Banks make it difficult for crypto companies.
Bloomberg's main financial publication reported on March 3 that companies in the cryptocurrency industry still have problems opening bank accounts. The report cited complaints from Sam Bankman-Fried, CEO of the quantitative crypto trading company Alameda Research, who said that the standard answer from the statement "just open a bank account in a local branch" was meaningless in the crypto industry. Bankman-Fried also added that it was not illegal for banks to serve the crypto business but the bank made it difficult to not help. Bloomberg also shows that if large banks avoid serving companies related to crypto, small banks actually try to get a share of the market that is reluctant to be served by these big banks.
An example given in the report is Silvergate Bank in San Diego, which reportedly said in a November 2018 initial public offering that the crypto business had $ 40 billion to be paid. According to Bloomberg, Sonny Singh, a chief commercial officer of BitPay, a crypto payment processor and former chairman of the Securities Commission and adviser to the US Stock Exchange, said that his company had been rejected by many banks. Blockchain investment, trading and advisory companies, the NKB Group is another example provided by Bloomberg about companies struggling to build banking relationships. Ben Sebley, NKB broker, reportedly commented:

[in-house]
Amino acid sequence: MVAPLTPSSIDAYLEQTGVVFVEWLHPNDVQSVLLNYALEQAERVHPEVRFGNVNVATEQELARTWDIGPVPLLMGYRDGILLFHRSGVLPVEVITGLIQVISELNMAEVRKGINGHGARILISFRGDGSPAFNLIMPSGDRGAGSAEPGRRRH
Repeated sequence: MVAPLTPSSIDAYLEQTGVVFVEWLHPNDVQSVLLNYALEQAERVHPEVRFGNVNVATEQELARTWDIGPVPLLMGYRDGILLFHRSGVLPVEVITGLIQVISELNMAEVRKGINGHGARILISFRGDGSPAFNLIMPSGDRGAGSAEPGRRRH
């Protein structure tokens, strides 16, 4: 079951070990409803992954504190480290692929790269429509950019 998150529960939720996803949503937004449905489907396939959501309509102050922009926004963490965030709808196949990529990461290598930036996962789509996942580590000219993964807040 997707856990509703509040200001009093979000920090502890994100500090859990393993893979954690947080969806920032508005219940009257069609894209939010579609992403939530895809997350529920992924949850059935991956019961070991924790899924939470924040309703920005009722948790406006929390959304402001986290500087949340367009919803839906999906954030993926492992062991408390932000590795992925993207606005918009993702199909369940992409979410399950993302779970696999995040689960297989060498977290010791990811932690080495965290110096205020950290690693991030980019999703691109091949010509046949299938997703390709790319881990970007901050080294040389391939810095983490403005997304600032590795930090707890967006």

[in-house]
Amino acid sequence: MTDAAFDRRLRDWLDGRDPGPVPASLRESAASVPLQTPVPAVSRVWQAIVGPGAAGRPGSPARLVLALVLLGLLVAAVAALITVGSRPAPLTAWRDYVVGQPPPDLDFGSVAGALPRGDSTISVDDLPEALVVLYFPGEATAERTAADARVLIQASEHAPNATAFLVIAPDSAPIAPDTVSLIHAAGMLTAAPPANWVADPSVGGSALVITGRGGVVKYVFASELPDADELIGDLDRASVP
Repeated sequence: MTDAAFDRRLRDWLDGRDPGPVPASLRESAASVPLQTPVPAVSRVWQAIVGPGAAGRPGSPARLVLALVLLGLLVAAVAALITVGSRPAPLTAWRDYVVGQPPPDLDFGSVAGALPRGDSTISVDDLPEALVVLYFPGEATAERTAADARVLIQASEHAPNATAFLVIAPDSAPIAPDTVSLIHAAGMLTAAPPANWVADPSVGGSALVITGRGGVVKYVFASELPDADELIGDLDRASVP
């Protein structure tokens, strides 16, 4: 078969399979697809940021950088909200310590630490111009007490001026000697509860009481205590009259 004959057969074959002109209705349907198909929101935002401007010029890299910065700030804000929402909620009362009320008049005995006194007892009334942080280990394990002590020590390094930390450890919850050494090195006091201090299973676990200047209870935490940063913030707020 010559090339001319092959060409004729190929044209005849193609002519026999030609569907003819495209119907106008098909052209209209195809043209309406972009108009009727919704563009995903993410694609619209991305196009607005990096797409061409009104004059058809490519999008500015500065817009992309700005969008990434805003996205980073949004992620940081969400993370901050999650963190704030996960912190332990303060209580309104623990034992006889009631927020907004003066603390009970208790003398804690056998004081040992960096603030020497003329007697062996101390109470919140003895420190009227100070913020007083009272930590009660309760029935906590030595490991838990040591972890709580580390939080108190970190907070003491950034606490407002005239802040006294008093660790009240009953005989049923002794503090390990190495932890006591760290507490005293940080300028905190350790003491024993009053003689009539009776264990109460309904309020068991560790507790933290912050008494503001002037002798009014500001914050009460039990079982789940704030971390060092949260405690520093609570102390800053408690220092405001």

"Refusing basic banking is something crazy, hampering sector growth and forcing companies to look for other ways to solve problems. Banks are too cautious. "As reported by Cointelegraph, blockchain companies in Malta are also struggling to open bank accounts. However, at the end of February, Swiss Bank Julius Baer announced plans to provide customers with access to digital asset services, followed by a partnership with crypto bank startup, Seba Crypto.